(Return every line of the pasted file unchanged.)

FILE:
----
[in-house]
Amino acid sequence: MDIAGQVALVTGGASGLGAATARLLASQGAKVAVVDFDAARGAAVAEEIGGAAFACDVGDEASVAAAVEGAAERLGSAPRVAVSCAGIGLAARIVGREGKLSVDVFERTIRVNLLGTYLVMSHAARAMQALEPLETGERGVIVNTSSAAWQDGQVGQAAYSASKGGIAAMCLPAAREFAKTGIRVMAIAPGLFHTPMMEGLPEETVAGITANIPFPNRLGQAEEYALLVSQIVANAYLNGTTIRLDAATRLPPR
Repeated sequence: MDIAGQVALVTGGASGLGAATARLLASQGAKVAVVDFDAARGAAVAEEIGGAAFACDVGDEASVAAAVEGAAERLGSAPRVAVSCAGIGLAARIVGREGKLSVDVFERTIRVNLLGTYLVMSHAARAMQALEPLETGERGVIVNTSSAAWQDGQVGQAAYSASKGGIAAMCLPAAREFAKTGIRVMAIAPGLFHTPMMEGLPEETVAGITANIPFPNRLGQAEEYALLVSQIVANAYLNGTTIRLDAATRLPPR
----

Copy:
[in-house]
Amino acid sequence: MDIAGQVALVTGGASGLGAATARLLASQGAKVAVVDFDAARGAAVAEEIGGAAFACDVGDEASVAAAVEGAAERLGSAPRVAVSCAGIGLAARIVGREGKLSVDVFERTIRVNLLGTYLVMSHAARAMQALEPLETGERGVIVNTSSAAWQDGQVGQAAYSASKGGIAAMCLPAAREFAKTGIRVMAIAPGLFHTPMMEGLPEETVAGITANIPFPNRLGQAEEYALLVSQIVANAYLNGTTIRLDAATRLPPR
Repeated sequence: MDIAGQVALVTGGASGLGAATARLLASQGAKVAVVDFDAARGAAVAEEIGGAAFACDVGDEASVAAAVEGAAERLGSAPRVAVSCAGIGLAARIVGREGKLSVDVFERTIRVNLLGTYLVMSHAARAMQALEPLETGERGVIVNTSSAAWQDGQVGQAAYSASKGGIAAMCLPAAREFAKTGIRVMAIAPGLFHTPMMEGLPEETVAGITANIPFPNRLGQAEEYALLVSQIVANAYLNGTTIRLDAATRLPPR